Because ADHD has become an established mental health disorder, experts are always finetuning the ability to diagnose young people based on specific symptoms, such as:
- Inability to pay attention or focus
- Hyperactive and impulsive behavior
- Appearance of not listening
- Difficulty following instructions
- Poor organizational skills
- Easily distracted
- Becoming sidetracked quickly
- Forgetting what their told
- Trouble waiting their turn
- Cannot sit still, always in constant motion
- Frequent interruption or intrusion on others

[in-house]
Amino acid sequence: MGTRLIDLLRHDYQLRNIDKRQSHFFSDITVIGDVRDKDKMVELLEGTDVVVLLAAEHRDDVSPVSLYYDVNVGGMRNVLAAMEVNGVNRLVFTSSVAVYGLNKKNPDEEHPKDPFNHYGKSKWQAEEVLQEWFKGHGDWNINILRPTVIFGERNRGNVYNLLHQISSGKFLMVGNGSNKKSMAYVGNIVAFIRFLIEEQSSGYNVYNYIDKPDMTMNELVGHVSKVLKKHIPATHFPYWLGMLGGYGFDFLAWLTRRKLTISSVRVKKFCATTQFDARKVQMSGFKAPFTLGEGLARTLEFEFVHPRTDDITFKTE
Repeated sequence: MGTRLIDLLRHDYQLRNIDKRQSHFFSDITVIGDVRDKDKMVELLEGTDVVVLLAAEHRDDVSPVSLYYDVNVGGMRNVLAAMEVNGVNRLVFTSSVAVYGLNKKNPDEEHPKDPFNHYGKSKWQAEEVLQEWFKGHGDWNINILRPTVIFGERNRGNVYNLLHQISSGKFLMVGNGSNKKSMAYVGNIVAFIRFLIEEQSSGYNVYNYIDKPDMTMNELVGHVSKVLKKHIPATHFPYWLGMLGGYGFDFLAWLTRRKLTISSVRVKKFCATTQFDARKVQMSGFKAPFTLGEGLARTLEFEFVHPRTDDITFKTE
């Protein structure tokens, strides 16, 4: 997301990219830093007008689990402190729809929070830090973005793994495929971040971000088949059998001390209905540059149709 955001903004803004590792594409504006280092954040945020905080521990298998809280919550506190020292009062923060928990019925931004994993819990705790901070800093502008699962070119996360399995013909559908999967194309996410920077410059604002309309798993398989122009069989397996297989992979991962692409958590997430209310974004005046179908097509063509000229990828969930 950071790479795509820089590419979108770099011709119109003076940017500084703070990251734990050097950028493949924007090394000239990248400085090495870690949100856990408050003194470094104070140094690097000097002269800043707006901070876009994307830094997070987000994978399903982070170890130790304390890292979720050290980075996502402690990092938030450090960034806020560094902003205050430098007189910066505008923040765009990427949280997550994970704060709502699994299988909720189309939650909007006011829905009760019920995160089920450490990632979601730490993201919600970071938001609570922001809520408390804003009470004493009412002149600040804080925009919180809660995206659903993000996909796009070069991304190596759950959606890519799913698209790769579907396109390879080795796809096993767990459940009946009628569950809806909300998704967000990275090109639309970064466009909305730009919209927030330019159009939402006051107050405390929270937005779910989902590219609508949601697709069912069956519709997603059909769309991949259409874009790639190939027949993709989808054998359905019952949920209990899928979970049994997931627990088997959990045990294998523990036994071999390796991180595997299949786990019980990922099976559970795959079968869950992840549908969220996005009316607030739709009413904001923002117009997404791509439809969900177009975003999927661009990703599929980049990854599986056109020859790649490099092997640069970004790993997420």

It is important to note that symptoms typically begin before the age of 12, and the symptoms will range between mild to severe. At a young age, it can be difficult to diagnose whether or not a child has a developmental behavior issue or ADHD. Either way, these symptoms and signs indicate that it’s time to seek assistance.
If you are an individual who is concerned that you might have undiagnosed ADHD, or a family member concerned about a loved one, schedule an appointment with your physician or pediatrician. ADHD is not an issue that simply goes away on its own. Medical treatment, and possibly behavioral therapy, will be critical to making improvements and learning the best ways to manage the disorder. An initial medical evaluation is the first step in a long life of good health, happiness, and productivity.
Finding Mental Health Support